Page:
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HOA: The Community-Based Intervention Programme

HOA - Health Oriented Ageing – programme is one of the 3 flagship programmes offered by O’Joy, with the aim of supporting and facilitating active ageing through community-based social activities and counselling.

HOA is targeted at those seniors who are currently well or at low risk of mental health issues, by engaging them with interesting and social activities. “Prevention is better than cure” is always advocated, especially amidst a burgeoning number of senior citizens (and a rising number who live alone) and the current inadequate infrastructure to cater to their long-term care.


HOA is based on Virginia Satir’s Self Mandala framework. Satir is a renowned family therapist and trainer. Her Self Mandala framework speaks of 8 universal human resources, on which individuals depend on and draw strength from for health and wellness. Some key concepts include:

  • All human beings have ability to grow from an inner sense of strength, motive and reality

  • People need to connect with inner resources to validate their own self-worth

  • All humans have self-worth inside, differences lie in how they manifest it

The Self Mandala Framework
The Self Mandala Framework

HOA programme is thus designed with activities to uncover and tap into all 8 dimensions of personal resources to help the seniors focus on what they have, rather than what they have lost (youth, time, spouse, kids’ attention, physical ability, mental agility etc).

Through this, HOA aims to strengthen and empower the seniors with the self-belief and motivation to manage life issues and challenges, which in turn can reshape and improve their health.


The HOA programme is made up of scheduled activities structured into a run of 8 sessions, conducted by professional artist/therapist. Each session consists of 3 parts, firstly exercises, secondly artistic activity (movement, drama and visual arts) and finally peer sharing.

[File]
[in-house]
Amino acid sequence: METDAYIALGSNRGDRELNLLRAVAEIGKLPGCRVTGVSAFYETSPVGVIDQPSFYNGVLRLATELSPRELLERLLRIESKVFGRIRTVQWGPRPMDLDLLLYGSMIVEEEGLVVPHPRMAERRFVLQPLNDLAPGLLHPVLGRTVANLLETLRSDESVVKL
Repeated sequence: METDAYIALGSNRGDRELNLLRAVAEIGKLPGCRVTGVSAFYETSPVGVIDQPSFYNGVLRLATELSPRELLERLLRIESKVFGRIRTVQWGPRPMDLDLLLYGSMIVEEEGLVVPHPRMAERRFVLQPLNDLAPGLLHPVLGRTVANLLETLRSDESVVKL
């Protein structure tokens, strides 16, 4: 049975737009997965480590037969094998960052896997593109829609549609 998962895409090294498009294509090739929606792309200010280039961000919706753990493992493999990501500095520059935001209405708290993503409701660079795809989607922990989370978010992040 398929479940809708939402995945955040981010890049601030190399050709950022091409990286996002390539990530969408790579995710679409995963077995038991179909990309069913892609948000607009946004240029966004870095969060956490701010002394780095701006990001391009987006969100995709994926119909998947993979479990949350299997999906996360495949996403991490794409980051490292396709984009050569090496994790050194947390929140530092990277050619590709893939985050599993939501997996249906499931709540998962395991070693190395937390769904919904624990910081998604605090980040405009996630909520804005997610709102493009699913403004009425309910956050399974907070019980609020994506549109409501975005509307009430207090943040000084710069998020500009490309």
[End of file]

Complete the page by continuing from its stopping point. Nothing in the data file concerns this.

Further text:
The crux of the programme is not just the activities but the social interaction, companionship and community support. With elderly suicide rates reported to be rising, O’Joy’s mission to “Bring Oceans of Joy” to the seniors is more important than ever as a form of community intervention.

“Among more than 70,000 women followed for almost 20 years, those who were the most socially connected were about 75 percent less likely than the least-connected to die by suicide.” Dr. Alexander Tsai, of Massachusetts General Hospital, Boston.


Held last December 2015, the outreach event was held to introduce HOA to more senior citizens living in the Upper Boon Keng community as well as showcase the activities held.

The elderly folks enjoyed themselves with a variety of activities, including:




One of the invited guests commented that "I have never expected to see elderly folks so happy." This reflects what is commonly expected of elderly focused programmes. Media reports of the elderly poor and destitute often portray them receiving aid in gloomy circumstances and somber mood.

O'Joy seeks to buck the trend and rather than highlighting how we should help our elderly to reduce their misery, the other, more positive perspective is how we should help our elderly to increase joy in their silver years. 


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